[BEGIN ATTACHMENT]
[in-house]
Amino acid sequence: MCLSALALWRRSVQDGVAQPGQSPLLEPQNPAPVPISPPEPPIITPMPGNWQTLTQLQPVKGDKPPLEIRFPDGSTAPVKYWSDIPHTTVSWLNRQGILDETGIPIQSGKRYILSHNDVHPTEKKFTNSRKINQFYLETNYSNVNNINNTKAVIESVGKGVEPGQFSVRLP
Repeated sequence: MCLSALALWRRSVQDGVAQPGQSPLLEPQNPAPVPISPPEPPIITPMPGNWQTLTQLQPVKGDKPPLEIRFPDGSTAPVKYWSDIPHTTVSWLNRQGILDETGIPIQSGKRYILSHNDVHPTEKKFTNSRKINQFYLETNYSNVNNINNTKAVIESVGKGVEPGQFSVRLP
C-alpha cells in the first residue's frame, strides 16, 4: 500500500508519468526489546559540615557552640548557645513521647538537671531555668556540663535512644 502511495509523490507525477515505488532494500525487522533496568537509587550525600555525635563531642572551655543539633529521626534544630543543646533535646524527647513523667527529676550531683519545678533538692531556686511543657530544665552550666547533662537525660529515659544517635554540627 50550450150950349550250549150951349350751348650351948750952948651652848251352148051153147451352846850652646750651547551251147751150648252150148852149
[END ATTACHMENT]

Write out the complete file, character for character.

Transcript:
[in-house]
Amino acid sequence: MCLSALALWRRSVQDGVAQPGQSPLLEPQNPAPVPISPPEPPIITPMPGNWQTLTQLQPVKGDKPPLEIRFPDGSTAPVKYWSDIPHTTVSWLNRQGILDETGIPIQSGKRYILSHNDVHPTEKKFTNSRKINQFYLETNYSNVNNINNTKAVIESVGKGVEPGQFSVRLP
Repeated sequence: MCLSALALWRRSVQDGVAQPGQSPLLEPQNPAPVPISPPEPPIITPMPGNWQTLTQLQPVKGDKPPLEIRFPDGSTAPVKYWSDIPHTTVSWLNRQGILDETGIPIQSGKRYILSHNDVHPTEKKFTNSRKINQFYLETNYSNVNNINNTKAVIESVGKGVEPGQFSVRLP
C-alpha cells in the first residue's frame, strides 16, 4: 500500500508519468526489546559540615557552640548557645513521647538537671531555668556540663535512644 502511495509523490507525477515505488532494500525487522533496568537509587550525600555525635563531642572551655543539633529521626534544630543543646533535646524527647513523667527529676550531683519545678533538692531556686511543657530544665552550666547533662537525660529515659544517635554540627 50550450150950349550250549150951349350751348650351948750952948651652848251352148051153147451352846850652646750651547551251147751150648252150148852149